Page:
Policy Sciences

, Volume 50, Issue 4, pp 721–743 | Cite as

Politics of the precautionary principle: assessing actors’ preferences in water protection policy

  • Florence MetzEmail author
  • Karin Ingold
Research Article


This paper analyzes the prospects for introducing the precautionary principle in water protection policy. In situations where a problem enters the political agenda and scientific uncertainties remain about causes or effects, political actors can justify state intervention based on the precautionary principle. It allows for public action even if risks related to the problem remain unclear. While the precautionary principle is widely applied in health and environmental policy fields all over the world, the mechanisms leading to its adoption are not fully understood. To close this gap, the paper investigates decision-makers preferences for the precautionary principle and further asks: Which factors promote political actors’ preferences for precautionary policy measures? In order to answer this question we study the case of emerging micropollutants—a water quality issue that recently entered political agendas, where many uncertainties remain about sources and effects. We rely on data gathered through a standardized survey among the political elite in Switzerland, which represents one of the first countries that adopted policy measures to reduce micropollutants in water bodies, despite the uncertainties that remain. Results analyzed through a temporal network autocorrelation model reveal that actors embedded in collaborative governance arrangements have the tendency to prefer precautionary action. Certain aspects of policy design, such as problem prioritization and target group membership, also impact the prospects for introducing the precautionary principle.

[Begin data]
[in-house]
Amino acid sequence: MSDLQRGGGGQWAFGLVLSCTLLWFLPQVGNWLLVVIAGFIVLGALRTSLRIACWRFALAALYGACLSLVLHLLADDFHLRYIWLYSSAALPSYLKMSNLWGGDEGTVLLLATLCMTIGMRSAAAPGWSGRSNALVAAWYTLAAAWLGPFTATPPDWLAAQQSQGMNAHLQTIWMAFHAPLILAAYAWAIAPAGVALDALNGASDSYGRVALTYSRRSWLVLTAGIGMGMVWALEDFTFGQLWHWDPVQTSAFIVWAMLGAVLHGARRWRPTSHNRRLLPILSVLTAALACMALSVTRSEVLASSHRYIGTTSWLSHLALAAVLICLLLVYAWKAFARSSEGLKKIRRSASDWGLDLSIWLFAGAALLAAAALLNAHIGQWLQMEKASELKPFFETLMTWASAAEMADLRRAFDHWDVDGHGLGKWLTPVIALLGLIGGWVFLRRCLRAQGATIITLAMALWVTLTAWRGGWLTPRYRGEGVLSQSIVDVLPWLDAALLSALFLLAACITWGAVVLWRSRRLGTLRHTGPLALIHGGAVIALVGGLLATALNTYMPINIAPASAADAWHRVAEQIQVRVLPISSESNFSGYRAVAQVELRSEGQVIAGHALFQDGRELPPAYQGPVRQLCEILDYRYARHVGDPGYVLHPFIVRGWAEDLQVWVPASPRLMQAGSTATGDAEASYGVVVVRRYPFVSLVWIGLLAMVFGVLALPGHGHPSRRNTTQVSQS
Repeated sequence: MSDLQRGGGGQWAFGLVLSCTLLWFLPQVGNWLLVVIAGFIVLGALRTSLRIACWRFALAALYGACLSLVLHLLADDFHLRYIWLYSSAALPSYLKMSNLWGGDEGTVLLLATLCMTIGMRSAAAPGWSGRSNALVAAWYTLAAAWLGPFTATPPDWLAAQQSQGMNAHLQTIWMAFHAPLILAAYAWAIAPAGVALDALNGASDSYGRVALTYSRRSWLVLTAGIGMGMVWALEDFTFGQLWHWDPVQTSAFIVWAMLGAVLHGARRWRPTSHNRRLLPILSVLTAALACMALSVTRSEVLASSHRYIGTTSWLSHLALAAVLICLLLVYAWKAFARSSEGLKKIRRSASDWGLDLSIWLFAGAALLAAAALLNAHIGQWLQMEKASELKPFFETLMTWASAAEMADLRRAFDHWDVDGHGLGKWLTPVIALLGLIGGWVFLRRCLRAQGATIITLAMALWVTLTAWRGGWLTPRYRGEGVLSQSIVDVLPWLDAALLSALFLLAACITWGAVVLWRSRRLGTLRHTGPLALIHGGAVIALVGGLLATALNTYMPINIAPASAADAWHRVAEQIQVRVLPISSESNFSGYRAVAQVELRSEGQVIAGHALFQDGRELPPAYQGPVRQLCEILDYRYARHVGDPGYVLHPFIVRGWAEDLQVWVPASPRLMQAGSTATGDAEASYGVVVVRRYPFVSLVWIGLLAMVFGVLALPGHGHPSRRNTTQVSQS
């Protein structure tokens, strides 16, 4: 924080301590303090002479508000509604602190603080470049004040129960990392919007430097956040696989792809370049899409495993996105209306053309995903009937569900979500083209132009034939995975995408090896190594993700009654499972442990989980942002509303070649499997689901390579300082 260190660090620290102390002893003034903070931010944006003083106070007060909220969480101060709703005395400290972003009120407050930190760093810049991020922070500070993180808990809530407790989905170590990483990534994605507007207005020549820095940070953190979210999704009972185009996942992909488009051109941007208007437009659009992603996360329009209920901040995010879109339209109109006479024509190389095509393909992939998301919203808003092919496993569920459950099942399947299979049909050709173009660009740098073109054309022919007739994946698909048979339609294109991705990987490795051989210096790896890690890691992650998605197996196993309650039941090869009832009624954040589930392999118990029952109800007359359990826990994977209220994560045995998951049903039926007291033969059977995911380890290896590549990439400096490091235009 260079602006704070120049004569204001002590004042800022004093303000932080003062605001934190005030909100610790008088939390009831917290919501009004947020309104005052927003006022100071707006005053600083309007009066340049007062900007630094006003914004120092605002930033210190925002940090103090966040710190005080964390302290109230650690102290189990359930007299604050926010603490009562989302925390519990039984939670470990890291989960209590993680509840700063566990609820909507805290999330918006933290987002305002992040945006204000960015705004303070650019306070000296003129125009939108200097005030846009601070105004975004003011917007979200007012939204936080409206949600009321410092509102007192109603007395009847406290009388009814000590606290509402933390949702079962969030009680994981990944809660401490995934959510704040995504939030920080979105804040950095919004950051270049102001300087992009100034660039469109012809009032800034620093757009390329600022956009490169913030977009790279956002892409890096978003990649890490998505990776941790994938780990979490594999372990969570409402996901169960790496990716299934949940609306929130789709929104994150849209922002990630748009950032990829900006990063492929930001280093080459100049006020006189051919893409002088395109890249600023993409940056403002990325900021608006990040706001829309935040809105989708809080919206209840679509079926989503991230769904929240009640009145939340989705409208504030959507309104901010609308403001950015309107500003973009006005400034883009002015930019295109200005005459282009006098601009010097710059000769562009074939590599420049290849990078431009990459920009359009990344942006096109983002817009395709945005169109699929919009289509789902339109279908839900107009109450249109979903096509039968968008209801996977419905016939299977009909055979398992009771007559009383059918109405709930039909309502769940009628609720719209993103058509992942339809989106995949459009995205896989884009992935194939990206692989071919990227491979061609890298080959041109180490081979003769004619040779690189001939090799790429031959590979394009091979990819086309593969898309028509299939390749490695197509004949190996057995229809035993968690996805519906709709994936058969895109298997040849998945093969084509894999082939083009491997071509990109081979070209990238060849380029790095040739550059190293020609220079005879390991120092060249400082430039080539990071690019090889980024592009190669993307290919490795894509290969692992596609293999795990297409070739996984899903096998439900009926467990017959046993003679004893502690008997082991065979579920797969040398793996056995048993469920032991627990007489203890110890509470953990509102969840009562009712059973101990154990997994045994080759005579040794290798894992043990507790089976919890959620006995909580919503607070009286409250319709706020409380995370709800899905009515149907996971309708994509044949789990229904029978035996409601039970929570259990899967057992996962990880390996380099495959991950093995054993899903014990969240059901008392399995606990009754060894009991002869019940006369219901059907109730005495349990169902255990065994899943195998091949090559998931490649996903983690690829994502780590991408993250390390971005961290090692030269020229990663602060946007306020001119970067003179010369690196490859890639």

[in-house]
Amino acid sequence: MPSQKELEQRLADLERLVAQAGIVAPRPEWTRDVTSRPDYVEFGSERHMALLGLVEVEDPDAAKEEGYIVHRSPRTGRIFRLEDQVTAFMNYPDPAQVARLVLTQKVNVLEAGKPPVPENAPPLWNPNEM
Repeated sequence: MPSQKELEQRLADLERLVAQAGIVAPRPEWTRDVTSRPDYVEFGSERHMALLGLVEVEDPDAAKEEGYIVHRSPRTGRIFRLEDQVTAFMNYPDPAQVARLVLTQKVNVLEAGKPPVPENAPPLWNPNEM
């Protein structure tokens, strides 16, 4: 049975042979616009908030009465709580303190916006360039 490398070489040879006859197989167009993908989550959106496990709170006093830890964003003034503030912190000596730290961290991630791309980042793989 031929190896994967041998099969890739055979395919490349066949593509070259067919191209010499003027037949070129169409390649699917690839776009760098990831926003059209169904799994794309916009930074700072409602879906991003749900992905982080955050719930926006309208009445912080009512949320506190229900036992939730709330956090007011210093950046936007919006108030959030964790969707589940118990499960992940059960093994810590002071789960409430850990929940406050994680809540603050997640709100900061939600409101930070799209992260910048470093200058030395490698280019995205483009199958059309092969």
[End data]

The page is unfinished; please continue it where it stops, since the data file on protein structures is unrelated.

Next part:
Precautionary principle Water protection policy Uncertainties Micropollutants Policy preferences Network modeling 



This work was suppported by the Swiss National Science Foundation. The authors would like to thank Laurence Brandenberger for her advice.


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Copyright information

© Springer Science+Business Media, LLC 2017

Authors and Affiliations

  1. 1.Institute of Political ScienceUniversity of BernBernSwitzerland
  2. 2.Oeschger Centre for Climate Change ResearchUniversity of BernBernSwitzerland
  3. 3.Department of Environmental Social SciencesSwiss Federal Institute of Aquatic Science and Technology (Eawag)DübendorfSwitzerland

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